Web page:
Union, and a quick end to the war. However, it
instead highlighted how untrained both armys
were. Although the Union fought better, the
Confederates were more organized and were able to
effectively use the railroad and telegraph to
supply reinforcements. The Confederates won,
leaving the Union and the watching civilians to
flee back to Washington. Confederate General
Stonewall Jackson favored an offensive war, but
President Davis chose to fight defensively,
effectively giving the Union time to prepare.
1861
July, 1861
10
Smaller Battles Seven Days Battle, Second Battle
of Bull Run, Fredericksburg. All Confederate
victories. Shiloh In April on the
Tennessee-Mississippi border, Union troops were
slowed in their advances when they were surprised
near Corinth by General Albery Sydney Johnsons
Confederate troops. The Union suffered losses of
13,000 of their 63,000 troops, while the
Confederates lost 11,000 of their 40,000. The
battle left an impression on Grant, and he later
wrote that after Shiloh I gave up all idea of
saving the Union except by complete conquest.
Battle of Bull Run
July, 1861
1862
11
After victory for the Confederates at the
Second Battle of Bull Run, Lee decided to invade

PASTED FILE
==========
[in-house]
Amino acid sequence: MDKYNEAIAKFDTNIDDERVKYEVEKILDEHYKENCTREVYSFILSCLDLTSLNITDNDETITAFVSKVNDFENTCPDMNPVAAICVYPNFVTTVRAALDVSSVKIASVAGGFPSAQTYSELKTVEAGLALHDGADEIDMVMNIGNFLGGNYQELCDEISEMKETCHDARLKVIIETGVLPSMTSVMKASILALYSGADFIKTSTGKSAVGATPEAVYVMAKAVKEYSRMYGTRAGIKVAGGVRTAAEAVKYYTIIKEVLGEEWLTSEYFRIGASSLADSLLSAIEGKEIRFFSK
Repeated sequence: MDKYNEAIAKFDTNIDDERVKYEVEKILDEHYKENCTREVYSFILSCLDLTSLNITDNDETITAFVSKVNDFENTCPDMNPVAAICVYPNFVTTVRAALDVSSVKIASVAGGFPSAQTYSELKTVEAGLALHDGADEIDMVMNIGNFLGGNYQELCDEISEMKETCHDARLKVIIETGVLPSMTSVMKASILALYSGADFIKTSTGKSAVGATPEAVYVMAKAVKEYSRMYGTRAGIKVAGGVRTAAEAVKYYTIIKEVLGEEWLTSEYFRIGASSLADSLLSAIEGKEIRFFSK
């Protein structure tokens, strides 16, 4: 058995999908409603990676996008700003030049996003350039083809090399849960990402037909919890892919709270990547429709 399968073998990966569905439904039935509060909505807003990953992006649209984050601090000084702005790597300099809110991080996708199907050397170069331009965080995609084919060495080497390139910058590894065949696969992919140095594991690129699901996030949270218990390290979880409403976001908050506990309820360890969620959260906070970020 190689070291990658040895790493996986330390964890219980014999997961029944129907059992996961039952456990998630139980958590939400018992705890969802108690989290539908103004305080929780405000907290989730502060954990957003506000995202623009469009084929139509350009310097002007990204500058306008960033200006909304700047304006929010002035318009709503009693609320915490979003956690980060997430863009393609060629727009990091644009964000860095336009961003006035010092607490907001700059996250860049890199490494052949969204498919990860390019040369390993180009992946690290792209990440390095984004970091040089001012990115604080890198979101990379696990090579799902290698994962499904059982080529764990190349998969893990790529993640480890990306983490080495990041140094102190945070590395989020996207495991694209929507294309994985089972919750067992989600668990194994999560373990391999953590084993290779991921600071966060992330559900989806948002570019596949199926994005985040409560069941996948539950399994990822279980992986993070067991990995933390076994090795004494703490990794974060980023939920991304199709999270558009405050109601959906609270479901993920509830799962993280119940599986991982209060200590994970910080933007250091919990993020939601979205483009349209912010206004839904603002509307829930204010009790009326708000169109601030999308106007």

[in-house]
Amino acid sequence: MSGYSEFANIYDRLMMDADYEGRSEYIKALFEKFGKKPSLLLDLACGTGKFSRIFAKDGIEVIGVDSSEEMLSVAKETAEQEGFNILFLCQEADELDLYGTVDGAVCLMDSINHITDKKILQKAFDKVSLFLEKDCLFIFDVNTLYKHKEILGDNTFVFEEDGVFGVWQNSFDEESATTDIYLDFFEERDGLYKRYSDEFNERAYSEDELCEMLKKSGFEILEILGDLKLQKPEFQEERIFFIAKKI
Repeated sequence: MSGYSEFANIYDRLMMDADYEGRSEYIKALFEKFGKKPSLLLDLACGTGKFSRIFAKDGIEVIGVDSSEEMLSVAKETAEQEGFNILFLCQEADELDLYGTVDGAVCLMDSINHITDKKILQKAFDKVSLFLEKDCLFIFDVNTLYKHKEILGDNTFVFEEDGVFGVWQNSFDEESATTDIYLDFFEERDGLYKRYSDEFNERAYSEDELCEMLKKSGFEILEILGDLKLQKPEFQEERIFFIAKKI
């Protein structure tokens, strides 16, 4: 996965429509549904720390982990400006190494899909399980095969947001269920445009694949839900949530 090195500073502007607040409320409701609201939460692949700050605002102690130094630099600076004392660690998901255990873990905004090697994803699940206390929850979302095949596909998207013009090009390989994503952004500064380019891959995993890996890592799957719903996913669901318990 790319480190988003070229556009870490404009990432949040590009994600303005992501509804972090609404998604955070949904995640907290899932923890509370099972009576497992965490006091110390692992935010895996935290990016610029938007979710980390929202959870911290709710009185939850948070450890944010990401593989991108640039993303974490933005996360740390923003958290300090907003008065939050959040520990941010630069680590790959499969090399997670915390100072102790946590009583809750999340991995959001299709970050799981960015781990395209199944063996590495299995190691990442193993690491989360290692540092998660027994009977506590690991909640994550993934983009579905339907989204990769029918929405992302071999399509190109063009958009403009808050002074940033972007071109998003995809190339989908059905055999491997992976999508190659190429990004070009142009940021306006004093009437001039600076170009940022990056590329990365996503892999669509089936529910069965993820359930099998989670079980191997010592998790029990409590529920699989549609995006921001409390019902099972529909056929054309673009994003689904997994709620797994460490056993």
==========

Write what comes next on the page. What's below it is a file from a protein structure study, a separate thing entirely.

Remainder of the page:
the Union. He split his forces, allowing half to
vanish into the mountains in Maryland, while the
other half was to follow the lead of Stonewall
Jackson and seize the federal arsenal in Harpers
Ferry. McClellan was supposed to protect the
capitol by staying between the enemy and the
city. This move by Lee left him to chase after
his enemy. McClellan then stumbled over a bit of
good luck. Wrapped around three cigars, he found
a copy of Lees plans. He realized the forces
were divided, and that he could effectively
destroy Lees army. He attacked near Sharpsburg,
Maryland at a Creek called Anteitam. The Union
army was, after this battle, too damaged to
pursue the retreating Confederates. Union losses
were greater than the Confederate losses of
11,000.
Antietam